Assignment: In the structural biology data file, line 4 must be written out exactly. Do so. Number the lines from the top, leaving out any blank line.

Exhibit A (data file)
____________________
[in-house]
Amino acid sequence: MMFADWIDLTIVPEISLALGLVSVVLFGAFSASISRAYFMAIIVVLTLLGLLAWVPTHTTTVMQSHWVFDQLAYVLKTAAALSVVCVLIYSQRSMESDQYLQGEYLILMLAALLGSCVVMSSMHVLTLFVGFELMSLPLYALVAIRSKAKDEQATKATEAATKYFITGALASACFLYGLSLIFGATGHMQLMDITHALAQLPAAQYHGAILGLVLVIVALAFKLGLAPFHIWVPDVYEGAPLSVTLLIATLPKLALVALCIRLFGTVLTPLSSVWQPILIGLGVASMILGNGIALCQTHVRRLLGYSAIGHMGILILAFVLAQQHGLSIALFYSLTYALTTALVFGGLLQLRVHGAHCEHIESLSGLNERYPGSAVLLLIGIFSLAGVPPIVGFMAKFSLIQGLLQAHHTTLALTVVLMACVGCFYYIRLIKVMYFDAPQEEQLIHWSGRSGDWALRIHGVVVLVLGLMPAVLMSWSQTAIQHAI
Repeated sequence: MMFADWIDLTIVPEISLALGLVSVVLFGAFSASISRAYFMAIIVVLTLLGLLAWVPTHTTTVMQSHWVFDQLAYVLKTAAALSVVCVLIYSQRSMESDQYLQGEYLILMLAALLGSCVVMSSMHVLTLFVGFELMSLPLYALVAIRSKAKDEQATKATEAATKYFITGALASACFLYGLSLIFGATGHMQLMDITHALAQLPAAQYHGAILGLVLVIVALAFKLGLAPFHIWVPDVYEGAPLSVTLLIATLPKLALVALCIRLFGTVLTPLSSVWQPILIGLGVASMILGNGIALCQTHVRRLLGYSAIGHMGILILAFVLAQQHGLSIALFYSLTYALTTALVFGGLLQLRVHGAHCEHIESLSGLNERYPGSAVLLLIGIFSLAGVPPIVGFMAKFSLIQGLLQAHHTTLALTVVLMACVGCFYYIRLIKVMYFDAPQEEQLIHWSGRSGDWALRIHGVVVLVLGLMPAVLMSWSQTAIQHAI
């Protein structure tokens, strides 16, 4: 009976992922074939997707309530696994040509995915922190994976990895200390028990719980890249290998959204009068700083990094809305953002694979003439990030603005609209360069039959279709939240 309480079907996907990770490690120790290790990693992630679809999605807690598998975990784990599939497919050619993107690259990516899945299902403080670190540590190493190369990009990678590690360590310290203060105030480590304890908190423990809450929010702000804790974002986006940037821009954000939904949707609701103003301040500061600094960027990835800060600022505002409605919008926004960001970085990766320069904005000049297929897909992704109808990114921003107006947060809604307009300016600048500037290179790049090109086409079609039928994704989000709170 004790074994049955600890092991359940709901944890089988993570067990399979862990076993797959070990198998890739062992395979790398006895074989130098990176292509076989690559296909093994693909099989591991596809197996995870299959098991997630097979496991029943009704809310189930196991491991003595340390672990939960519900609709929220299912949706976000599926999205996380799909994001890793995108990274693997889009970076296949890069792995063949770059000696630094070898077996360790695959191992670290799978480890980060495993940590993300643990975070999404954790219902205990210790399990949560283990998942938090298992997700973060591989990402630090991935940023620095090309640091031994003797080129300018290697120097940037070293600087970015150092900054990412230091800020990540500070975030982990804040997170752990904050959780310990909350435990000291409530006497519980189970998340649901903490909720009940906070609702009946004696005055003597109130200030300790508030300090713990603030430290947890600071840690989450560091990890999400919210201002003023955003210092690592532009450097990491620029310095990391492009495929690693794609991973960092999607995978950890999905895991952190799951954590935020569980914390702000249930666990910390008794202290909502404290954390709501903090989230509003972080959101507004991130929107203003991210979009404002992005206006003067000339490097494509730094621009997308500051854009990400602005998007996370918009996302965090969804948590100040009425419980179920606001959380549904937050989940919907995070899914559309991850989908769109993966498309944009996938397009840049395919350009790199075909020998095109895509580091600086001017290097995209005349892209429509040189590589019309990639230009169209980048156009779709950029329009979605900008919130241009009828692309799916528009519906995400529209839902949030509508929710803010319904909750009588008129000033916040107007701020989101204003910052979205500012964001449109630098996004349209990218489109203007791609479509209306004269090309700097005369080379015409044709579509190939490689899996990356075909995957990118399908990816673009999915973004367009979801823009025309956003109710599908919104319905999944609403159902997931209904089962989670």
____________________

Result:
């Protein structure tokens, strides 16, 4: 009976992922074939997707309530696994040509995915922190994976990895200390028990719980890249290998959204009068700083990094809305953002694979003439990030603005609209360069039959279709939240 309480079907996907990770490690120790290790990693992630679809999605807690598998975990784990599939497919050619993107690259990516899945299902403080670190540590190493190369990009990678590690360590310290203060105030480590304890908190423990809450929010702000804790974002986006940037821009954000939904949707609701103003301040500061600094960027990835800060600022505002409605919008926004960001970085990766320069904005000049297929897909992704109808990114921003107006947060809604307009300016600048500037290179790049090109086409079609039928994704989000709170 004790074994049955600890092991359940709901944890089988993570067990399979862990076993797959070990198998890739062992395979790398006895074989130098990176292509076989690559296909093994693909099989591991596809197996995870299959098991997630097979496991029943009704809310189930196991491991003595340390672990939960519900609709929220299912949706976000599926999205996380799909994001890793995108990274693997889009970076296949890069792995063949770059000696630094070898077996360790695959191992670290799978480890980060495993940590993300643990975070999404954790219902205990210790399990949560283990998942938090298992997700973060591989990402630090991935940023620095090309640091031994003797080129300018290697120097940037070293600087970015150092900054990412230091800020990540500070975030982990804040997170752990904050959780310990909350435990000291409530006497519980189970998340649901903490909720009940906070609702009946004696005055003597109130200030300790508030300090713990603030430290947890600071840690989450560091990890999400919210201002003023955003210092690592532009450097990491620029310095990391492009495929690693794609991973960092999607995978950890999905895991952190799951954590935020569980914390702000249930666990910390008794202290909502404290954390709501903090989230509003972080959101507004991130929107203003991210979009404002992005206006003067000339490097494509730094621009997308500051854009990400602005998007996370918009996302965090969804948590100040009425419980179920606001959380549904937050989940919907995070899914559309991850989908769109993966498309944009996938397009840049395919350009790199075909020998095109895509580091600086001017290097995209005349892209429509040189590589019309990639230009169209980048156009779709950029329009979605900008919130241009009828692309799916528009519906995400529209839902949030509508929710803010319904909750009588008129000033916040107007701020989101204003910052979205500012964001449109630098996004349209990218489109203007791609479509209306004269090309700097005369080379015409044709579509190939490689899996990356075909995957990118399908990816673009999915973004367009979801823009025309956003109710599908919104319905999944609403159902997931209904089962989670």